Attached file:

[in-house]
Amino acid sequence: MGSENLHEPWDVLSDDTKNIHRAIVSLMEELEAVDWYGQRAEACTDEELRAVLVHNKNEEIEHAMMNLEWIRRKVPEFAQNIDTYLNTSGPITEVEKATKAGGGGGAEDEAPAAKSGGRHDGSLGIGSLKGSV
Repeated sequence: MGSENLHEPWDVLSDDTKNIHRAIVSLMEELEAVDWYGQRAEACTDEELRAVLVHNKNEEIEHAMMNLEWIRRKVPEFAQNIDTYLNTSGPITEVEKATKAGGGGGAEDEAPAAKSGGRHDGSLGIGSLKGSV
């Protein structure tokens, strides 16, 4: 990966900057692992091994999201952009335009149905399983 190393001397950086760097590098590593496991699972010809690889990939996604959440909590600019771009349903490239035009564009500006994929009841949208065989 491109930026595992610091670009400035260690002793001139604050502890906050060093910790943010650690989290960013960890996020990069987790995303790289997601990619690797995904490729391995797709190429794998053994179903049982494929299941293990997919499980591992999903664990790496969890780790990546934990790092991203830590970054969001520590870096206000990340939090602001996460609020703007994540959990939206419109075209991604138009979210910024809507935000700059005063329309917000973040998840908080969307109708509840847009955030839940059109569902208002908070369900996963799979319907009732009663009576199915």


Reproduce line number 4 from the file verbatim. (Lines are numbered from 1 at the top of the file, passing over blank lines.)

């Protein structure tokens, strides 16, 4: 990966900057692992091994999201952009335009149905399983 190393001397950086760097590098590593496991699972010809690889990939996604959440909590600019771009349903490239035009564009500006994929009841949208065989 491109930026595992610091670009400035260690002793001139604050502890906050060093910790943010650690989290960013960890996020990069987790995303790289997601990619690797995904490729391995797709190429794998053994179903049982494929299941293990997919499980591992999903664990790496969890780790990546934990790092991203830590970054969001520590870096206000990340939090602001996460609020703007994540959990939206419109075209991604138009979210910024809507935000700059005063329309917000973040998840908080969307109708509840847009955030839940059109569902208002908070369900996963799979319907009732009663009576199915």